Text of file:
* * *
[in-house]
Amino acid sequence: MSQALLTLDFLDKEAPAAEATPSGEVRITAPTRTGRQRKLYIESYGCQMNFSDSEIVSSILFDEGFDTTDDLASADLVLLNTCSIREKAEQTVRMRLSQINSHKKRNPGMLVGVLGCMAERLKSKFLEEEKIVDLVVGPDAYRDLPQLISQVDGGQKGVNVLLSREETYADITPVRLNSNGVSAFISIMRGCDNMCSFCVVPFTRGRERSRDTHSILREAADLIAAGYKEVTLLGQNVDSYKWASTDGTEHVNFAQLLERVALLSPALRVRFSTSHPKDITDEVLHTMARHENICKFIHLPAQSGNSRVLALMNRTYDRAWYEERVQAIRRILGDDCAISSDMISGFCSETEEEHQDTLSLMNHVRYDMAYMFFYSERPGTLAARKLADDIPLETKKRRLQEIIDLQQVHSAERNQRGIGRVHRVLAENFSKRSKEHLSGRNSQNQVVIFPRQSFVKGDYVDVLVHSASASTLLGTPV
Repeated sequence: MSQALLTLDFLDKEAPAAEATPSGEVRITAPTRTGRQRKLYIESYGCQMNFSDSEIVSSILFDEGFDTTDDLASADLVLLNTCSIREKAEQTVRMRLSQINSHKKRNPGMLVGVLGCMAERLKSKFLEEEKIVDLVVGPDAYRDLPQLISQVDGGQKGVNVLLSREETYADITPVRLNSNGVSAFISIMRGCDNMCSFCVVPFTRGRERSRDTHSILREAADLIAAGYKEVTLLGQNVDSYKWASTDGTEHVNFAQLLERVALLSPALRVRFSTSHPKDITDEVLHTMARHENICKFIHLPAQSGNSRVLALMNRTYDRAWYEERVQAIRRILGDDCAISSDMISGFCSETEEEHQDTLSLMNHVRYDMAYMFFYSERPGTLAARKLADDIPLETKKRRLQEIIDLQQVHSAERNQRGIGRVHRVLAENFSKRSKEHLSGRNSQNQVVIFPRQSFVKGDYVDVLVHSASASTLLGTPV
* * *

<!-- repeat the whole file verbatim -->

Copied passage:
[in-house]
Amino acid sequence: MSQALLTLDFLDKEAPAAEATPSGEVRITAPTRTGRQRKLYIESYGCQMNFSDSEIVSSILFDEGFDTTDDLASADLVLLNTCSIREKAEQTVRMRLSQINSHKKRNPGMLVGVLGCMAERLKSKFLEEEKIVDLVVGPDAYRDLPQLISQVDGGQKGVNVLLSREETYADITPVRLNSNGVSAFISIMRGCDNMCSFCVVPFTRGRERSRDTHSILREAADLIAAGYKEVTLLGQNVDSYKWASTDGTEHVNFAQLLERVALLSPALRVRFSTSHPKDITDEVLHTMARHENICKFIHLPAQSGNSRVLALMNRTYDRAWYEERVQAIRRILGDDCAISSDMISGFCSETEEEHQDTLSLMNHVRYDMAYMFFYSERPGTLAARKLADDIPLETKKRRLQEIIDLQQVHSAERNQRGIGRVHRVLAENFSKRSKEHLSGRNSQNQVVIFPRQSFVKGDYVDVLVHSASASTLLGTPV
Repeated sequence: MSQALLTLDFLDKEAPAAEATPSGEVRITAPTRTGRQRKLYIESYGCQMNFSDSEIVSSILFDEGFDTTDDLASADLVLLNTCSIREKAEQTVRMRLSQINSHKKRNPGMLVGVLGCMAERLKSKFLEEEKIVDLVVGPDAYRDLPQLISQVDGGQKGVNVLLSREETYADITPVRLNSNGVSAFISIMRGCDNMCSFCVVPFTRGRERSRDTHSILREAADLIAAGYKEVTLLGQNVDSYKWASTDGTEHVNFAQLLERVALLSPALRVRFSTSHPKDITDEVLHTMARHENICKFIHLPAQSGNSRVLALMNRTYDRAWYEERVQAIRRILGDDCAISSDMISGFCSETEEEHQDTLSLMNHVRYDMAYMFFYSERPGTLAARKLADDIPLETKKRRLQEIIDLQQVHSAERNQRGIGRVHRVLAENFSKRSKEHLSGRNSQNQVVIFPRQSFVKGDYVDVLVHSASASTLLGTPV